Zoom into your top bar, and select the Rectangular Marquee Tool. Make a small, width-long selection across the top of your top bar, making sure it is just 2px high.
Make a new layer in your "top bar" folder, making sure it is placed above all other layers. Call it "top stroke" and, finally, fill your selection with white, lowering the opacity of the new layer to 45%.
It's time to change the text that currently reads "Label". Select the Text Tool and click on the text, enabling us to edit it. Type something suitable to match your application idea, in my case that is "Bankapp".
Play around with fonts and sizes - I'm going to use a typeface called "Blue Highway" set at 10pt.
Open up the layer styles window for your text, and remove the Drop Shadow settings entirely. Click OK.
Duplicate your text layer, and change the color of your original text to a dark green. Nudge the old text down 2 pixels, and then to the right 2 pixels. Lower the opacity to 25%.
We're now going to work on the bottom bar. I'm going to make mine silver. Looking back over the sketch, the bar will be separated into two buttons. Using the same process we used earlier, change your bottom blue bar into a silver bar. I used a very very small hint of green in my colors to give it that little extra oomph. The colors I have used are #B9BFB7 and #E8EDE6.
Using the same technique we used earlier, add some noise to your bottom bar.
Fill your main background with a light grey (I used #F9F9F9). Go to Filter > Noise > Add Noise and add some noise to your background.
Select the rectangular marquee tool and make two small selections above your bottom bar and below your top bar. Fill them with black on a new layer directly above your main background layer.
Go to Filter > Blur > Gaussian Blur and blur your new shapes by around 15 pixels.
Change the layers opacity to 15%. These new blurred shapes will act as shadows beneath our bars, as seen below:
It's time to tidy up our layers - this is an essential part of not just mobile UI design, but any design. A messy layer panel leads to a messy brain, and you'll be kicking yourself when you can't find the layer you need! Organize your layers in a structured way that works for you; mine can be seen below:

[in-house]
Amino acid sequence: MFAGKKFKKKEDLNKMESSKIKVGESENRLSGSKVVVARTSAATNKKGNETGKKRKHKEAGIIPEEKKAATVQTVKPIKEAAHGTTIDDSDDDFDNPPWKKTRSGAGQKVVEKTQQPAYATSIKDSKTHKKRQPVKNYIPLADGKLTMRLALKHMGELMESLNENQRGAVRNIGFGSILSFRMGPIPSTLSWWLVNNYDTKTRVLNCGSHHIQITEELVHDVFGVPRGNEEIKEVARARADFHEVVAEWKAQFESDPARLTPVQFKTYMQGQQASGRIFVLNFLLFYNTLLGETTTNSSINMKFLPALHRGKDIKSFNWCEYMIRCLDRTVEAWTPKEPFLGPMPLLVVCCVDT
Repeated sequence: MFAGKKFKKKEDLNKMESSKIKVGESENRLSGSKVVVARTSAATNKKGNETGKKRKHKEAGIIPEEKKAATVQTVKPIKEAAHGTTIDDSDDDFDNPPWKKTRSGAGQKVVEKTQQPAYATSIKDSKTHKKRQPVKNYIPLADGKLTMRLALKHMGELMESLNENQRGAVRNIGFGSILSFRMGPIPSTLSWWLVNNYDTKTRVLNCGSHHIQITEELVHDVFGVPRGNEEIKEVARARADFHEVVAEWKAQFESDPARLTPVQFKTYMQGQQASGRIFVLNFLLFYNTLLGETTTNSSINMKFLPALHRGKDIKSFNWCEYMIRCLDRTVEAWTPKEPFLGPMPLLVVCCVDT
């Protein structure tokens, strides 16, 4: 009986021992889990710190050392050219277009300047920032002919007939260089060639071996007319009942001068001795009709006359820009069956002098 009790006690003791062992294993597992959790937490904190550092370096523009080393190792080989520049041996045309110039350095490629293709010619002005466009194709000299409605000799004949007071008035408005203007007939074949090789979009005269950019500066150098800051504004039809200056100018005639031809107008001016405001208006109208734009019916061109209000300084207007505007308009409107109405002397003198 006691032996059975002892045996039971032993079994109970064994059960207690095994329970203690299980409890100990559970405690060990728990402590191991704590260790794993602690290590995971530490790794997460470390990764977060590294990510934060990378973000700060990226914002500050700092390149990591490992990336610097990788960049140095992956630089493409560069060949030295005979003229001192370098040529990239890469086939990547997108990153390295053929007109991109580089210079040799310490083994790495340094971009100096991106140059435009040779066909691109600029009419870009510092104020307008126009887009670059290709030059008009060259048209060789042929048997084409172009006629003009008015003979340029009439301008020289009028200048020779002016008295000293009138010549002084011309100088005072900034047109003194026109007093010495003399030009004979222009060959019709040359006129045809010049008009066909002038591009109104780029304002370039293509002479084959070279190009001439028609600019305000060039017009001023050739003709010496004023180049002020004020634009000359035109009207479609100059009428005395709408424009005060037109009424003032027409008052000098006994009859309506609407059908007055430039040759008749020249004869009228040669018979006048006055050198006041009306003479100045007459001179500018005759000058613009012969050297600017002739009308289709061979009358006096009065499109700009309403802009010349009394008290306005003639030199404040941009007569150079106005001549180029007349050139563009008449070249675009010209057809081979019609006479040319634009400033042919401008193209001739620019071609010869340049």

Before finishing up on this tutorial, we're going to create the icons for our bottom bar. Create a new layer, and select the Rectangular Marquee Tool. Drag out a small selection whilst holding the Shift-Key to keep it square. Fill it with black.
Move your selection to the right by using the Cursor-Keys, and then refill with black. Repeat the process until you have something that looks like this...
Zoom back out. If you're rulers aren't already showing, enable them by going to View > Rulers. From the rulers, drag out guides throughout your document so that you know where the center (width-ways) is of the main screen, as well as the bottom bar.
Use the guides to align your menu/home icon - you may need to resize your icon to make it fit nicely in the bottom bar, you can do this by going to Edit > Transform > Scale.
Open up the layer styles window for the icon. Apply a gradient overlay, a drop shadow, an inner shadow, and a stroke. All of which can be seen below:
Create an icon to represent the settings screen, and reapply the same effects.
Grab the rectangular marquee tool and make a vertical selection just 1px wide, as seen below.
Create a new layer, and fill the selection with black. Duplicate the layer and move it one pixel to the right using your Cursor-Keys. Fill this line with white.
Change the blending mode of the two layers to Overlay, and align your lines to the center of your navigation bar.
That's it for part number one of this tutorial! We have created the main structure and color scheme of our application design. In the next tutorial, we will be creating the content for the home, statement and add account screens, and will be getting stuck into all the little design elements that will make the design come together nicely.
Envato Tuts+ tutorials are translated into other languages by our community members—you can be involved too!Translate this post